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This article is written by a student writer from the Her Campus at Coastal Carolina chapter.

One of the earliest memories I have is sitting in the backseat of my mother’s car before preschool and listening to Britney Spears’ Oops!…I Did It Again album. I would read the back of the CD case and tell my mom which track to skip to. I memorized the words to nearly every lyric on the album, including the spoken dialogue between the songs. My 4-year-old self liked to pretend I was on stage with Britney, performing each of her choreographed routines for a sold-out show. Those early morning jam sessions were my favorite part of the day, and now, roughly 18 years later, I still press play on that album when I need a pick-me-up. Spears’ music was and continues to be an escape for not only myself, but also for her international fanbase which is just as strong as it was in the late 90s and early 2000s.

Before Britney Spears became a best-selling artist, she was just an 11-year-old from Louisiana who got the chance to star in The All-New Mickey Mouse Club on Disney Channel. Five years later, she got a contract with Jive Records and released her debut single “…Baby One More Time,” kickstarting her musical legacy. The song was on the charts alongside artists such as The Backstreet Boys and NSYNC. Spears was one of the only young women taking over a new era in pop music, a genre which predominantly consisted of boybands at the time. Because of the song’s raunchiness and Spears’ image as an innocent, all-American teenager, she grabbed the world’s attention and became the princess of pop.

Spears soon became a role model for her dedicated fans, showing them how to be unapologetically themselves. She unspokenly encouraged her fans to embrace their bodies and their sexualities by expressing herself as the cross between innocence and womanhood. She wasn’t afraid to show her skin, and she rejected the media’s immediate criticism of her sexual, yet pure image. In a 1999 interview with Green Room Tales, Spears addressed the double-standard women in the public’s eye have to face.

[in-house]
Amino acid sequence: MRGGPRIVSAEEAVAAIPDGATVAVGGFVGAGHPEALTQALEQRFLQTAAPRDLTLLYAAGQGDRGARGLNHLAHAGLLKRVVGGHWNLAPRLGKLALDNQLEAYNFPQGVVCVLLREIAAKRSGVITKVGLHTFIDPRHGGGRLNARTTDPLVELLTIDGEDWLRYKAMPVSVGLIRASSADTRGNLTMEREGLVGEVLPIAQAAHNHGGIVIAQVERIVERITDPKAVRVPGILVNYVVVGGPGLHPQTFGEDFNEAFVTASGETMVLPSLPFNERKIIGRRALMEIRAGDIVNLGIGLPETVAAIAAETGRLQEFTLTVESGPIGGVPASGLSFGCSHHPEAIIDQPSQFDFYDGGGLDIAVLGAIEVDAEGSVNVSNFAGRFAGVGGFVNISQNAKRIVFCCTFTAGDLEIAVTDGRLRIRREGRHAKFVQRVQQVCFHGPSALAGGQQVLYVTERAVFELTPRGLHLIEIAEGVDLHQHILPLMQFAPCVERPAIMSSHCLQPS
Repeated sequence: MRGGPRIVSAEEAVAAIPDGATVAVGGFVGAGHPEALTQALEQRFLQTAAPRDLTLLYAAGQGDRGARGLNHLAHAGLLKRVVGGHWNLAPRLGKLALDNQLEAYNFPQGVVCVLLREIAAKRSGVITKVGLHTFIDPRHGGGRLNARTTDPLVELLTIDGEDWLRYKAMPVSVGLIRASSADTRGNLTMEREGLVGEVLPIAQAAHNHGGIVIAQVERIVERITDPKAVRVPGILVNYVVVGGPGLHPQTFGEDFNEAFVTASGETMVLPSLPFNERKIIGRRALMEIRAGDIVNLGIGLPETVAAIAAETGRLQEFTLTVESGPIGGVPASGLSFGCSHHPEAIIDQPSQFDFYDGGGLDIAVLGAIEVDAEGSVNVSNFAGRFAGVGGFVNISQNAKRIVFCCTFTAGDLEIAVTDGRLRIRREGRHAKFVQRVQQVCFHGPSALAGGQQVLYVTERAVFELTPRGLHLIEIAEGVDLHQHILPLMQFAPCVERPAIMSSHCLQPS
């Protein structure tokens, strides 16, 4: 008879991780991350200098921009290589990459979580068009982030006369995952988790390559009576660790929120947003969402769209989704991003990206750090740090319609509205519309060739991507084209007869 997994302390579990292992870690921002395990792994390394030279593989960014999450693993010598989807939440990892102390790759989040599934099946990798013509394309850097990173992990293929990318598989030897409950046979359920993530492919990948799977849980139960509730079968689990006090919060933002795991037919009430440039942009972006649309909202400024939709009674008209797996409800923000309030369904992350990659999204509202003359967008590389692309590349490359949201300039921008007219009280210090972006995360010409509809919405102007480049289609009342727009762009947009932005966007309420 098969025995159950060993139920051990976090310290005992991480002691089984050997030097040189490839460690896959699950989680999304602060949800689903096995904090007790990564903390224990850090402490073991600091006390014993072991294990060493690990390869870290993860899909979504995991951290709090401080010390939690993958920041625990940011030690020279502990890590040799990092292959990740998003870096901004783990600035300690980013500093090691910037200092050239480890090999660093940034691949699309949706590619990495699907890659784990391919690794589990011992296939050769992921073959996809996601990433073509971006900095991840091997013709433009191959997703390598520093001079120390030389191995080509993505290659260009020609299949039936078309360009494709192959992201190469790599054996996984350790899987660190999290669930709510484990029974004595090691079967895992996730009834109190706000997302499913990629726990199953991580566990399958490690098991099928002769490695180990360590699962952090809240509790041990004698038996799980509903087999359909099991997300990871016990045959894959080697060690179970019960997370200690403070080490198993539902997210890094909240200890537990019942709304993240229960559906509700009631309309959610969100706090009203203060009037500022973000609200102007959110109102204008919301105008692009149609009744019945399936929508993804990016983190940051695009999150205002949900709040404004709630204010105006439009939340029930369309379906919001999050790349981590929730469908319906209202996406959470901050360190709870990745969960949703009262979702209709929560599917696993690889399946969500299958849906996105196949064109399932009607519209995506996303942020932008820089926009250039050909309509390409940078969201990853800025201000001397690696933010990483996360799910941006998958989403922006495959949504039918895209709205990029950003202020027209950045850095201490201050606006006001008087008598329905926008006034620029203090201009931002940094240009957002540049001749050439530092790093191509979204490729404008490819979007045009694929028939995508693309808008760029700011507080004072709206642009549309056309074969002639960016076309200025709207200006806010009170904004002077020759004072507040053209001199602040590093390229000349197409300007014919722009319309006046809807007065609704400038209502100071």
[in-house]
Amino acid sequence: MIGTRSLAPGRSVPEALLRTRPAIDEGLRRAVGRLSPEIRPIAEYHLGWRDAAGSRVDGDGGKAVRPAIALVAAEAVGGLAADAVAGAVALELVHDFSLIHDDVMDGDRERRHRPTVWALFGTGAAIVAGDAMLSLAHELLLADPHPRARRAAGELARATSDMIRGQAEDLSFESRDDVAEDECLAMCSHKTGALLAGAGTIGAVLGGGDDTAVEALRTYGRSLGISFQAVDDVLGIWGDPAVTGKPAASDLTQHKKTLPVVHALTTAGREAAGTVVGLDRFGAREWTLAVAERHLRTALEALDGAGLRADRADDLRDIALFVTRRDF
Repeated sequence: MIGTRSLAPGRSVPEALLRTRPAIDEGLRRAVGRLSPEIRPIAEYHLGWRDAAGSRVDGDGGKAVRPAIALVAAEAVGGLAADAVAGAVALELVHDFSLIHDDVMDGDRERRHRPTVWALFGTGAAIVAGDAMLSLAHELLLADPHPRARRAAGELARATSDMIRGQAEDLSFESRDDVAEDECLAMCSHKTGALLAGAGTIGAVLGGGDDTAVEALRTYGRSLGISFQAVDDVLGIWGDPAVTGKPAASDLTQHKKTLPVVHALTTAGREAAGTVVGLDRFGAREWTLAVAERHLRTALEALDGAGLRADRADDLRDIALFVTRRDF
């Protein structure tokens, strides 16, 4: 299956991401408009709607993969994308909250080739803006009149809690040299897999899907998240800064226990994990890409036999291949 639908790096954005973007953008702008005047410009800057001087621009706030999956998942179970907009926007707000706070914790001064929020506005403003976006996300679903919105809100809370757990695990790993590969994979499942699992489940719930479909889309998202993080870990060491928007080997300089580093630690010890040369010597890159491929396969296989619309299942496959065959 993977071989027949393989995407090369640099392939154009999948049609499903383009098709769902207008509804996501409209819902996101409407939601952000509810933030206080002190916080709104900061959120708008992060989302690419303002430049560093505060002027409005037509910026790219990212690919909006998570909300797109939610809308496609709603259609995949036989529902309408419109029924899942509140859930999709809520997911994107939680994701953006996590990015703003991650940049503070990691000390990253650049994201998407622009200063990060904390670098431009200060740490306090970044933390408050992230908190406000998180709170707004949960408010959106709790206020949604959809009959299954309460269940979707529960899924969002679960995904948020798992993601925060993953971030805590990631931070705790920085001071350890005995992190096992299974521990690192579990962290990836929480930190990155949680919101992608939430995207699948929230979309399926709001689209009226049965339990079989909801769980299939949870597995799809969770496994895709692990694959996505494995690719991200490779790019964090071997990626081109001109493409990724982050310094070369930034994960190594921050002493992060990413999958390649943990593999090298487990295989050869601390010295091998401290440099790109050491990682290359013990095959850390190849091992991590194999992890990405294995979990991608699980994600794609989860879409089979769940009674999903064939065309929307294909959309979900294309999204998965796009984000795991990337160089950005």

She said: “I just think it’s really funny though that, you know, just by me doing the ‘Baby’ video, with my belly showing or whatever. I mean I love Backstreet Boys and NSYNC, but when they’re doing all those thrusts on the stage, and when they’re making out with the microphone, no one says anything about that. But when I’m just showing a little belly, everyone’s like ‘oh!’”

Spears was no stranger to the media’s sexualization of women, but she didn’t let it stop her from expressing herself through music, videos, and choreography. Through her art, she embodied the paradox of being a woman: maintaining innocence while also being overtly sexual in nature. She also managed to create some of the most famous looks in pop culture. Most people immediately recognize the school girl costume from “…Baby One More Time” and the red latex jumpsuit from “Oops!…I Did It Again.”

Aside from her iconic image, Spears has also sold over 100 million albums worldwide, according to RCA Records. She has been nominated for eight Grammy Awards and won Best Dance Recording for her single “Toxic” in 2004. In 2016, she was given the Billboard Music Special Millennium Award, which “honors artists with exceptional achievements and influence in the music industry,” according to Billboard. “…Baby One More Time” went platinum 14 times, and Spears has 24 singles that made the Billboard Top 40. 

In recent news, Spears became the center of attention all over again when The New York Times teamed up with FX for Framing Britney Spears, a documentary that sheds light on Spears’ court-sanctioned conservatorship. While the documentary focuses on the legal battle over who should have control over Spears’ estate, it also sheds light on the real reason behind her public breakdown in 2007.

Unfortunately, the image of Spears shaving her own head has become a meme in the digital age, used to represent when someone is supposedly reaching their own breaking point. However, what many people do not know is that she decided to cut her own hair to regain power over her own body when she felt herself losing control over how the media was presenting her to the world.

“I just don’t want anybody, anybody touching my head,” Spears said, according to Cosmopolitan. “I don’t want anyone touching my hair. I’m sick of people touching my hair.”

While the fate of Spears’ estate is still unknown, there is no doubt that her fans, including myself, will continue to show their undying support using #FreeBritney on social media. Fans have even attended protests outside of the courthouse during the hearings for her conservatorship case. In Framing Britney Spears, activist and fan Junior Olivas said he knew he had to do something to help her, so he helped organize a protest.

“My heart said, ‘no matter what, you’re taking your butt there, and you’re gonna help her just the way she has helped you,” Olivas said in the documentary.

Spears always had a strong relationship with her fan base, and now fans are thanking her for giving them the strength they needed to be themselves. She remains the princess of pop, and even though she isn’t producing any new music any time soon, she is still spreading positivity through social media. Spears is focusing on living a normal life with her two sons and her partner, and while we fans miss her music, we still have 9 studio albums and 39 music videos to play on repeat.


“You should never try to change me. I can be nobody else, and I like the way I am.”

– Britney Spears, “What U See (Is What U Get),” 2000.

Angelica Pizza

Coastal Carolina '21

Angelica is a student at Coastal Carolina University studying communication, journalism and women's and gender studies. She has a passion for writing and hopes to pursue a career as a writer or editor for a magazine.